If you’ve got your ear even remotely close to the ground in terms of all-things crypto, then you’ve probably not only heard about decentralized finance, but you’re tired of hearing about it. If you’re not sure what it is—think blockchain enabled financial instruments. A decentralized savings or chequing account. Options trading. Think decentralized exchanges where you can swap crypto without having to relinquish your private key, then boom: wallet to exchange transfer, no key action required.
But this is still the realm of bespectacled computer geeks and wild haired libertarian John Galt wannabes. It’s opening to a wider audience, but it’s happening slowly and the learning curve is really steep. Even moreso than with standard blockchain.
DeFi Technologies (DEFI.NE) wants to challenge that notion.
Think of them as DeFi -lite.
Let’s ignore the obvious for a second. DeFi is a company with series of offices, located in terrestrial earth and is therefore by definition centralized, and this is really only the first hurdle to grasping this company. If you’re new to cryptocurrency, blockchain and the like, then you are probably scratching your head as to why such things matter. But if you’re not then you get it. Decentralization is everything.
Or at least it was.
DeFi Technologies’ wants to give both institutional and retail investors access to baskets of cryptocurrencies—not unlike an ETF, or Grayscale Investments. They’re one of the first publicly traded companies to take advantage of the craze around decentralized finance
Where’s the money?
This company makes money primarily through offering exchange traded notes (ETN), which track the value of a single DeFi protocol or a basket of protocols. Their recent acquisition of Valour Structured Products gave them the ability to deal in baskets of crypto called respectively, Bitcoin Zero and Ethereum Zero.
- Bitcoin Zero started trading on Dec. 3, 2020, on the Nordic Growth Market in Stockholm, Sweden.
- In the months since December, 2020, Bitcoin Zero has been in the top three most traded exchange-traded products on the exchange.
- Valour ended the 2020 fiscal year with $6.9-million (U.S.) in assets under management. It currently has $54.5-million (U.S.) assets under management as of March 31, 2021.
- Valour intends to list additional products on Boerse Stuttgart and Frankfurt in Q2 2021 (and possibly other additional global exchanges).
- Ethereum Zero launched on March 30, 2021, and subsequent digital asset product launches are planned for Q2 2021.
- Significantly, Valour was co-founded by Johan Wattenstrom, founder and director of Nortide Capital AG. Mr. Wattenstrom was also the founder of XBT Provider, the first synthetic exchange-traded product ever launched for BTC in 2015, which currently has $4-billion in assets under management.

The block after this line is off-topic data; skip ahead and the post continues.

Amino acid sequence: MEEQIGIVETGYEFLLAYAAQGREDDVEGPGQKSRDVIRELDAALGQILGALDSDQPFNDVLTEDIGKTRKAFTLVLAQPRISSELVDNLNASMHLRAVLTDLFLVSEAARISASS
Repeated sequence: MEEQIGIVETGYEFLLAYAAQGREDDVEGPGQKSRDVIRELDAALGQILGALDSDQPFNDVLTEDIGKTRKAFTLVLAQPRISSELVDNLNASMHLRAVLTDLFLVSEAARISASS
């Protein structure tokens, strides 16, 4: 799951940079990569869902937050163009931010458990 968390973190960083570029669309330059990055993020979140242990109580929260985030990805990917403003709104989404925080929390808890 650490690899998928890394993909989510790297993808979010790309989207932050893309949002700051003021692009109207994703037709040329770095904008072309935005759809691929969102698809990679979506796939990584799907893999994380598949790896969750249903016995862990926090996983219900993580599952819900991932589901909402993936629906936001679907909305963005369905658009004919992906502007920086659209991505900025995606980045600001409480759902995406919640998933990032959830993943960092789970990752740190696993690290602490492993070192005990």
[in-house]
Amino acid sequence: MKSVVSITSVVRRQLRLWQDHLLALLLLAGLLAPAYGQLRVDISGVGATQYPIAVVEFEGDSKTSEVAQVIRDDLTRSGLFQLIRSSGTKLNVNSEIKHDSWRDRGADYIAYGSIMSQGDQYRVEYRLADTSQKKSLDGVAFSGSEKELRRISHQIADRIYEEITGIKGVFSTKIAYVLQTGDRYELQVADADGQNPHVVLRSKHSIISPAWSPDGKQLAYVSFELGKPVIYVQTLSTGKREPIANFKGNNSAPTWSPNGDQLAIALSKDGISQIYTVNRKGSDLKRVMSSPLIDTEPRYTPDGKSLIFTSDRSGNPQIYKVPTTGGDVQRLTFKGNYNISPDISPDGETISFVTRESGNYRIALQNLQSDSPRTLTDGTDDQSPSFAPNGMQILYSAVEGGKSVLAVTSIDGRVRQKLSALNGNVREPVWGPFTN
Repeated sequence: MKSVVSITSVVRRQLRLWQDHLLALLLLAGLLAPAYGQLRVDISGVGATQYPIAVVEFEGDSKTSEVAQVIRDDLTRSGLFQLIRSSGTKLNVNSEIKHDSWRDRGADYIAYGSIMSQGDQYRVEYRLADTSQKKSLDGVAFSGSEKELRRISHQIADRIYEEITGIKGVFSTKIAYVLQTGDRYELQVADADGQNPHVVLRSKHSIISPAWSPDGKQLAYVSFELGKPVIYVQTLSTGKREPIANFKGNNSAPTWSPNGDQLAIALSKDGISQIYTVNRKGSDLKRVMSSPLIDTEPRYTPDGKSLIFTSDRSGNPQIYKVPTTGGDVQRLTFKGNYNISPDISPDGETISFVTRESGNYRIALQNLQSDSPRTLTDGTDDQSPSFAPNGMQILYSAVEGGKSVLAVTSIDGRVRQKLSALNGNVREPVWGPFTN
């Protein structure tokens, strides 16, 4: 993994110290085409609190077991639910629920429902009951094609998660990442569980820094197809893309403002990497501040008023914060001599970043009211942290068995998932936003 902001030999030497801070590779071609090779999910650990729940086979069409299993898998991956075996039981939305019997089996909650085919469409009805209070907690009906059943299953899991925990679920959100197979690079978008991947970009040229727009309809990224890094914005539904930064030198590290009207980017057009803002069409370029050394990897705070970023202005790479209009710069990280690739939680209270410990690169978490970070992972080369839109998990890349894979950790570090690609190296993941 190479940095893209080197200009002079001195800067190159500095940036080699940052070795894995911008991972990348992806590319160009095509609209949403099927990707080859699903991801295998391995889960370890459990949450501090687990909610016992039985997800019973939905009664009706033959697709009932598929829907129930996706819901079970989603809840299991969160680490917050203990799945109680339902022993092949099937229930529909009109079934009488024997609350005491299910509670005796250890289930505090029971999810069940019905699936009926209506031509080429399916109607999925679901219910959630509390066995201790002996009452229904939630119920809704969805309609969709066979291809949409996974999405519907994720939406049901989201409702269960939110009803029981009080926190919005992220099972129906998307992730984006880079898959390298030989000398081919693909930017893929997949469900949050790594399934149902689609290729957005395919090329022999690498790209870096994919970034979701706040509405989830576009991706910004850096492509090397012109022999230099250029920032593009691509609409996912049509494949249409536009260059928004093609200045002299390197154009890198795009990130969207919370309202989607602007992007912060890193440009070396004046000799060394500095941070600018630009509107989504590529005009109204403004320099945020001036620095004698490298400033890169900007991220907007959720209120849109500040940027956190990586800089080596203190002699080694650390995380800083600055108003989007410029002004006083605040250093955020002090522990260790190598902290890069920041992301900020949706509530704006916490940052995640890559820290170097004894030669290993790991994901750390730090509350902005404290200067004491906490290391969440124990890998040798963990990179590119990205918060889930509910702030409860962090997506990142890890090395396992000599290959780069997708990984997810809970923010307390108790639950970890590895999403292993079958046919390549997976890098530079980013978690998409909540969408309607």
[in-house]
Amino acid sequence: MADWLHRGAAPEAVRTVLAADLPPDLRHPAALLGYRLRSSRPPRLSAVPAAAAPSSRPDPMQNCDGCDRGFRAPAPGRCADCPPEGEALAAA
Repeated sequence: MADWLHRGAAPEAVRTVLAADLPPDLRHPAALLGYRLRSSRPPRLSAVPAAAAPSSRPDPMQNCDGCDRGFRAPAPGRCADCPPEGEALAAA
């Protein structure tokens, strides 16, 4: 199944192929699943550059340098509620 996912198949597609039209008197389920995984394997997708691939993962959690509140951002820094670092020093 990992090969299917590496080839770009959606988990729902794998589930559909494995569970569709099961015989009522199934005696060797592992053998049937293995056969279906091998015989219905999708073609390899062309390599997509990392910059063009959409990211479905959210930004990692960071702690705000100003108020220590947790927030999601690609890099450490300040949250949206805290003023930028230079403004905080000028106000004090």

These are exchange-traded products that give investors access to both the BTC and ETH markets without the 2.5% management fees. These ETP’s track the performance of both of these assets, giving investors exposure, standardization and operational efficiency, but with reduced risk. Naturally, the company buys the equivalent amount of the asset to ensure that the investment is backed at all times.
They make their money through the fees they charge on these basket products. But they hold off on the DeFi protocols that offer high staking rewards. It’s not exactly a new business model nor does it really take advantage of everything DeFi offers, but it’s something to build on. For a centralized publicly traded company to get completely involved in decentralized finance would be a regulatory headache par excellence, but this will do for now.
Alternatively, they have a secondary source of income through running nodes (and verifying the blockchain) of their Shyft network, their private, semi-permissioned blockchain, in which they pull in Shyft coins whenever they close the block. Shyft is worth approximately $2.21.
The Hive Mind
Their relationship with Hive Blockchain (HIVE.V) is perhaps the most noteworthy piece of information about DeFi. The two companies completed a share-swap with Defi sending ten million shares to Hive in exchange for four million for a partnership regarding the decentralized finance ecosystem and certain applications around Ethereum and miner extractable value (MEV).
Here’s what we wrote about MEV when this deal originally broke:
“MEV is the amount of profit miners can take from reordering transactions on the blockchain. It’s grown in importance as the DeFi ecosystem itself has grown from US$3 billion to US$71 billion. Extracted MEV stands at roughly $347.3 million, and 88% of that number comes from DeFi activities. Over half of all ethereum miner revenue comes from transaction fees—which is what we’re talking about when we talk about the price of gas being too high—and by partnering, individuals can get access to a more capital efficient market while greater returns are distributed to miners.”
The problem then as now is a matter of scale. It’s the thorn in the side of all blockchain technologies and the largest hurdle that any cryptoasset (or cryptoasset-adjacent) company needs to get over. Regardless of what cryptocurrency we’re talking about—be it Hoskinson’s Cardano with its promised hydra-sharding protocol or Buterin’s Ethereum with its shard-chains—if customers have to wait five minutes for the Ethereum block to close and the transaction to happen, then they’re going to go elsewhere and DeFi won’t be of any interest to the impatient mainstream.
Here’s a helpful video covering some of the key concepts.